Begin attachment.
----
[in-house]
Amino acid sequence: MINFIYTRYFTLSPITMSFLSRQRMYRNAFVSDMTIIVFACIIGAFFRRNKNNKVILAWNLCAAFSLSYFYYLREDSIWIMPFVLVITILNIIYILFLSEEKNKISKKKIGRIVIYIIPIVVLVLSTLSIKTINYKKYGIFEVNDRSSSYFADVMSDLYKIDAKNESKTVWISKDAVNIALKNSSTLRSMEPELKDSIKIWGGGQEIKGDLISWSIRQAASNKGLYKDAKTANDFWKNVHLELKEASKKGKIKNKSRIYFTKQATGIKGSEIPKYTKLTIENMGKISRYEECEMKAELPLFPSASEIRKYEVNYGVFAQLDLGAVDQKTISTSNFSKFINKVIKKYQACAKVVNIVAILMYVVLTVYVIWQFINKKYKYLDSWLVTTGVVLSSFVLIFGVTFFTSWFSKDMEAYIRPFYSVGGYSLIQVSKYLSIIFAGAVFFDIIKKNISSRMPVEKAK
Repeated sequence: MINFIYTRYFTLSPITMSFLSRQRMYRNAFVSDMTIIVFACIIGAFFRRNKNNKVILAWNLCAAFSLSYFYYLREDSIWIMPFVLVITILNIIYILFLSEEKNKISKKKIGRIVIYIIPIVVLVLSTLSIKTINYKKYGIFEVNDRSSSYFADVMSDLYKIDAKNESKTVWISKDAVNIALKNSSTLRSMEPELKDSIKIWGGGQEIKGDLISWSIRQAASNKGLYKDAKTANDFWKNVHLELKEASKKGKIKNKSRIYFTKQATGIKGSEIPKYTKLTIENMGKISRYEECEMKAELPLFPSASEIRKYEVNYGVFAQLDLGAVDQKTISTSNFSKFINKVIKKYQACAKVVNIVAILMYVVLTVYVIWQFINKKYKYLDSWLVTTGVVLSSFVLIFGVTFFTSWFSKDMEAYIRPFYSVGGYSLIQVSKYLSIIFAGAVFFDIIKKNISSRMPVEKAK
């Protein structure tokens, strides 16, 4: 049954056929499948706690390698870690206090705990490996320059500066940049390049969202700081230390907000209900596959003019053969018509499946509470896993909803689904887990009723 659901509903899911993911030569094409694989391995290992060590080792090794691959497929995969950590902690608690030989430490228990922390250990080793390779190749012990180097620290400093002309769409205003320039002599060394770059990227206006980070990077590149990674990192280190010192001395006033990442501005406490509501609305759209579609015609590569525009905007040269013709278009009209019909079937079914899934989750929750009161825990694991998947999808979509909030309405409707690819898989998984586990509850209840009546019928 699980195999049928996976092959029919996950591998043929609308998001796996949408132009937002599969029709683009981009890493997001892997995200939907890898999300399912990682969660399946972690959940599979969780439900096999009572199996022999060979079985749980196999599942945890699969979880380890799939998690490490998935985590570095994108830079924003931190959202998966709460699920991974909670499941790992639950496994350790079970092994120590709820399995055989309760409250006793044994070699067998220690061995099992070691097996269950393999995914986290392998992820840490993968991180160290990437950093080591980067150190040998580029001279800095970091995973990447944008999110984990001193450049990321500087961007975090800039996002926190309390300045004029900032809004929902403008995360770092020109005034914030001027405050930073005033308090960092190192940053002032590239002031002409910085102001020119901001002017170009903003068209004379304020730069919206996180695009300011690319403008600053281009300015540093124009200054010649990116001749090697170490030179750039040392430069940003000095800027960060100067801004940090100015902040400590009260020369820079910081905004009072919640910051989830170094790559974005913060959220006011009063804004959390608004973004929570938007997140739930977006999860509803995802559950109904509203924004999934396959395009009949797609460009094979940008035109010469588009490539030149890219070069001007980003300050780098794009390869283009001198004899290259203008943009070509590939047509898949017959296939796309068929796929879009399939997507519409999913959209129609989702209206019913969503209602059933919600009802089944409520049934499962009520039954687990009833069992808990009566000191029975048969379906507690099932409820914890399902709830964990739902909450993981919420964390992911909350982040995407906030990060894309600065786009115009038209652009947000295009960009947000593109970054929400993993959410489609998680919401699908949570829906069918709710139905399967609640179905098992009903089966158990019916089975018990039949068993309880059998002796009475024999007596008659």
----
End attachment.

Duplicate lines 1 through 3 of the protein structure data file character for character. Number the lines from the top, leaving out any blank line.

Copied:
[in-house]
Amino acid sequence: MINFIYTRYFTLSPITMSFLSRQRMYRNAFVSDMTIIVFACIIGAFFRRNKNNKVILAWNLCAAFSLSYFYYLREDSIWIMPFVLVITILNIIYILFLSEEKNKISKKKIGRIVIYIIPIVVLVLSTLSIKTINYKKYGIFEVNDRSSSYFADVMSDLYKIDAKNESKTVWISKDAVNIALKNSSTLRSMEPELKDSIKIWGGGQEIKGDLISWSIRQAASNKGLYKDAKTANDFWKNVHLELKEASKKGKIKNKSRIYFTKQATGIKGSEIPKYTKLTIENMGKISRYEECEMKAELPLFPSASEIRKYEVNYGVFAQLDLGAVDQKTISTSNFSKFINKVIKKYQACAKVVNIVAILMYVVLTVYVIWQFINKKYKYLDSWLVTTGVVLSSFVLIFGVTFFTSWFSKDMEAYIRPFYSVGGYSLIQVSKYLSIIFAGAVFFDIIKKNISSRMPVEKAK
Repeated sequence: MINFIYTRYFTLSPITMSFLSRQRMYRNAFVSDMTIIVFACIIGAFFRRNKNNKVILAWNLCAAFSLSYFYYLREDSIWIMPFVLVITILNIIYILFLSEEKNKISKKKIGRIVIYIIPIVVLVLSTLSIKTINYKKYGIFEVNDRSSSYFADVMSDLYKIDAKNESKTVWISKDAVNIALKNSSTLRSMEPELKDSIKIWGGGQEIKGDLISWSIRQAASNKGLYKDAKTANDFWKNVHLELKEASKKGKIKNKSRIYFTKQATGIKGSEIPKYTKLTIENMGKISRYEECEMKAELPLFPSASEIRKYEVNYGVFAQLDLGAVDQKTISTSNFSKFINKVIKKYQACAKVVNIVAILMYVVLTVYVIWQFINKKYKYLDSWLVTTGVVLSSFVLIFGVTFFTSWFSKDMEAYIRPFYSVGGYSLIQVSKYLSIIFAGAVFFDIIKKNISSRMPVEKAK